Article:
INFORM POETS – RUBAI (INTERLOCKING RUBAIYAT)
We are exploring the Rubai this week (also known as the interlocking rubaiyat)
I’m sure you have some familiarity with the 12th-century Persian work, The Rubaiyat of Omar Khayyam. It uses the Rubai. Another surprising usage of the rubai, is highlighted by one of Robert Frost’s well known poems (“Stopping by Woods on a Snowy Evening”.)
The rules of the (rubai) interlocking rubaiyat:
- The poem is consits of quatrains following an aaba rhyme pattern.
- The succeeding quatrain picks up the unrhymed line from the previous stanza as the rhyme for the new quatrain. A three-stanza rubaiyat might rhyme so: aaba/bbcb/ccdc. Sometimes the final stanza rhymes all four lines.
- Lines are usually tetrameter and pentameter.
SARA’S INTERLOCKING RUBAIYAT:
Alone, this beach deserted now
for winter’s taken its first bow,
omen for geese to begin flight.
Alluring without sounds of crowds.
Wind whips sand, and lone kite;
my eyes watch route ‘til out of sight.
A sting of salt assaults my lips.
Ocean sparkles in brilliant light.
A mist drifts ‘cross my fingertips,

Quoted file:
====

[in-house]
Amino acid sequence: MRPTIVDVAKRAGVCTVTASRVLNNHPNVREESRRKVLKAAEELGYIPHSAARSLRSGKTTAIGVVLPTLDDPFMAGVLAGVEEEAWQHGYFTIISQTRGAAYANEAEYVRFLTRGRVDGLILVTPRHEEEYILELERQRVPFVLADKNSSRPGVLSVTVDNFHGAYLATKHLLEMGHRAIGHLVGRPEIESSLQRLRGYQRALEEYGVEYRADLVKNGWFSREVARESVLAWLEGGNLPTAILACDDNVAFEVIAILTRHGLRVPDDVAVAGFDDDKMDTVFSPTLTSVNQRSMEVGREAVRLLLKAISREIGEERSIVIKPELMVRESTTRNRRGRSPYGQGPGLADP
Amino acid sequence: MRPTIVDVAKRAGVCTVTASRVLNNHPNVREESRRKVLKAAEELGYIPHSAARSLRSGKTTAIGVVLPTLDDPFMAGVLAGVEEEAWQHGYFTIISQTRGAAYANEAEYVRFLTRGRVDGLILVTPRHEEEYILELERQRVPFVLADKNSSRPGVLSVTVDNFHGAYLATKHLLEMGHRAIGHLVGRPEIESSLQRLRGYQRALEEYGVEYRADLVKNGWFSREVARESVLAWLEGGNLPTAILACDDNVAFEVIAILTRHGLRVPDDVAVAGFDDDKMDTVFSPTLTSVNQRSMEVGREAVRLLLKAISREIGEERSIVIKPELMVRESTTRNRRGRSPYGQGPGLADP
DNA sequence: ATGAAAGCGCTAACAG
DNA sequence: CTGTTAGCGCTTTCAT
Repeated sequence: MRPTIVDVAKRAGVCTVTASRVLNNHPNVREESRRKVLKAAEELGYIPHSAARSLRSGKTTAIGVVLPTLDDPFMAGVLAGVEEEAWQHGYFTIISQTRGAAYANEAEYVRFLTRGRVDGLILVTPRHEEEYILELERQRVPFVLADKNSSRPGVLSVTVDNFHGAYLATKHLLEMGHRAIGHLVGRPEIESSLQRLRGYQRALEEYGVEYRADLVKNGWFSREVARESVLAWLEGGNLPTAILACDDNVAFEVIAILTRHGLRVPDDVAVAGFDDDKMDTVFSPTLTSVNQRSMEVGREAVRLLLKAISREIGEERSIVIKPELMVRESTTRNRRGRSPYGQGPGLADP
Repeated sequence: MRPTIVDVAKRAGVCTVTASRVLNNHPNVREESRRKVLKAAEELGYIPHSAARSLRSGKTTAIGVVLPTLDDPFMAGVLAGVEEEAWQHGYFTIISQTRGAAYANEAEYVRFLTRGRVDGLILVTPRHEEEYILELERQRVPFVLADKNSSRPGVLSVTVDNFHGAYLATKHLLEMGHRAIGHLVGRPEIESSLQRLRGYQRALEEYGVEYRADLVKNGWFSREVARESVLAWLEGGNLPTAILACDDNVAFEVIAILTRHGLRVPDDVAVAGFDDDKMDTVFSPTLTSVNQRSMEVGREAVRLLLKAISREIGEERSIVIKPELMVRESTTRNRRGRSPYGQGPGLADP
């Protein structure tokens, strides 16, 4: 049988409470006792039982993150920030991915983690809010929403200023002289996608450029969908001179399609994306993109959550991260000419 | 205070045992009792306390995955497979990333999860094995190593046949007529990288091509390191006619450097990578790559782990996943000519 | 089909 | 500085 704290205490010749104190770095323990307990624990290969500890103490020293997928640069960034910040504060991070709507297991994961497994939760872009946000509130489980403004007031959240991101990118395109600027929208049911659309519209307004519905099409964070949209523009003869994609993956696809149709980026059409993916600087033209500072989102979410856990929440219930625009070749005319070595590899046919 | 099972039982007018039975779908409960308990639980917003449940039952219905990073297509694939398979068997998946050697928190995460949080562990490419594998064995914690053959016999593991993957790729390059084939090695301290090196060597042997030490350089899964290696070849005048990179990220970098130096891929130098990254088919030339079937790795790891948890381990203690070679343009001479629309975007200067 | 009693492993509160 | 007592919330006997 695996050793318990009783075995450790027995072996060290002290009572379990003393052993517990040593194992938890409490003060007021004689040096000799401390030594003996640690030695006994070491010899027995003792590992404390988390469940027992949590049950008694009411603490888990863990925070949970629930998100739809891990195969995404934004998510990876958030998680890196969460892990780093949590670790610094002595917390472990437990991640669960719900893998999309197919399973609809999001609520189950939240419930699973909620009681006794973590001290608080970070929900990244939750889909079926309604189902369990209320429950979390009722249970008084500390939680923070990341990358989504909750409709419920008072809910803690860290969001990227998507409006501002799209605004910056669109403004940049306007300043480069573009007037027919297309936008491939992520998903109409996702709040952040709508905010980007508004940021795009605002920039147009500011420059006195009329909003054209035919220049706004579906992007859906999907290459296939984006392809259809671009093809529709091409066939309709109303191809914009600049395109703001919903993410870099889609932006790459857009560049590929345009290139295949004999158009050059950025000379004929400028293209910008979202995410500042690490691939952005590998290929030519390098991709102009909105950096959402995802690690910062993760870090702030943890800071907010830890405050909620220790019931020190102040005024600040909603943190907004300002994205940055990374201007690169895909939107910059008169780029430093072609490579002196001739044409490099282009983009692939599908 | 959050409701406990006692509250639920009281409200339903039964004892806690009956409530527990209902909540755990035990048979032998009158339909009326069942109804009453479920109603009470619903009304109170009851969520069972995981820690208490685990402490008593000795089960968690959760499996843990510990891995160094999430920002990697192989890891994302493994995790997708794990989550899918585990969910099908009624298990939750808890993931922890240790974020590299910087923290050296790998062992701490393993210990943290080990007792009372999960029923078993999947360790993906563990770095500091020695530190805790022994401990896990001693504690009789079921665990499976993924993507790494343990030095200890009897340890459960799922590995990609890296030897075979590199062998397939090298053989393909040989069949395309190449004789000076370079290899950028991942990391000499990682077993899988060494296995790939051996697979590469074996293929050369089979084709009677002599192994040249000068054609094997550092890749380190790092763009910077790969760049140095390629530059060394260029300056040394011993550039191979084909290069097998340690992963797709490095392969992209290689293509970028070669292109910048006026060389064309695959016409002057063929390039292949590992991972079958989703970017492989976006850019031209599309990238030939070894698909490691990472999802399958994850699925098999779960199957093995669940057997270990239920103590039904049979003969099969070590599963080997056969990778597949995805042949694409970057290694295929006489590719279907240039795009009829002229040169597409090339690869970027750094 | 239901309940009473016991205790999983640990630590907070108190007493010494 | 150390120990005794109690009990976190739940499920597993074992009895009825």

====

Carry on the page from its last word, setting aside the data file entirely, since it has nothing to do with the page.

today my toes will not be dipped.
I can throw my ams in the air,
and shout to every gull and ship.
A freeness overtakes me here.
My mind empties of all life’s cares.
Expanse of vastness humbles me,
a brush stroke in this art we share.
There she stood in the shadow of night
where the moon was big and roundly bright,
and there she was wishing on a star,
a reflection of the evening’s light.
It was seven years beyond the bar,
she traveled long and she traveled far,
her journey began within her heart
but the pain of leaving left a scar.
And so she dreamed of a fresh new start,
she couldn’t stand to remain apart,
but reality comes not from dreams,
her wish in sadness did impart.
So in the shadows the moonlight beams,
a love once bursting at the seams
was not the love that lived in dreams,
was not the love that lived in dreams!
© Walter J. Wojtanik – 2016